But "commands" can't really be seen as such in a text whose central message is Do what thou wilt shall be the whole of the Law. As far as I'm concerned, the only sensible reading of the text is that the Will of an individual trumps any and all "commands" anywhere. How ridiculous would it be for a book to say that the only law is to do your Will....oh, and also the following list of commands. No, the Book places no obligations on the reader (other than Do what thou wilt, which the reader was going to do anyway). Passages where the Book "commands" something -- that is, where a verse is written in the imperative mood -- are best interpreted as saying that the reader can do this if it is in accord with his or her Will.

The fact of the matter is that society's notions of "chastity" -- notions that come with a double standard, one for women and one for men -- are bullshit. People who are in touch with reality -- who aren't distracted by the "moral" ideas that they've been taught -- will see through this bullshit and probably will despise at least the idea of chastity. Many probably will despise people who are chaste...and, thanks to the sexism of our culture, they'll probably have extra amounts of disdain for women who are chaste (especially if they're the sort of assholes who can't get laid to begin with and then go around blaming "frigid" and "gold-digging" women instead of taking a good long hard look at themselves).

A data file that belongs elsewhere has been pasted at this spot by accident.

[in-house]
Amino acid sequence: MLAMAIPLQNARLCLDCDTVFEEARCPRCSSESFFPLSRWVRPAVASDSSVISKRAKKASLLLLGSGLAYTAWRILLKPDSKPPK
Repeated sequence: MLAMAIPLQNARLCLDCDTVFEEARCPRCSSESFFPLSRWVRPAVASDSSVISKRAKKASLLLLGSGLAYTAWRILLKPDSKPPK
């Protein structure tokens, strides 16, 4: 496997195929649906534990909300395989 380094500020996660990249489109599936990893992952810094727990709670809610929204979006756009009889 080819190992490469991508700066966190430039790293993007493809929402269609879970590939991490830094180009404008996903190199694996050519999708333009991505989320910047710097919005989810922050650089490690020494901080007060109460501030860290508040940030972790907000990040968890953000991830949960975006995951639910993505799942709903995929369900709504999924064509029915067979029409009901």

But maybe some people won't. Maybe they'll have a good friend who is woman afflicted by ideas she has been taught about chastity. And maybe they won't despise her. Maybe their Will is to continue to be her friend. In that case, their response to this verse should be, "fuck what The Book of the Law says. I'm doing my Will."

Basically, anyone who reads The Book of the Law and comes away with a list of commands to follow is reading the whole thing entirely wrong.

Thelema to me is only about the True Will and the complete freedom for every individual.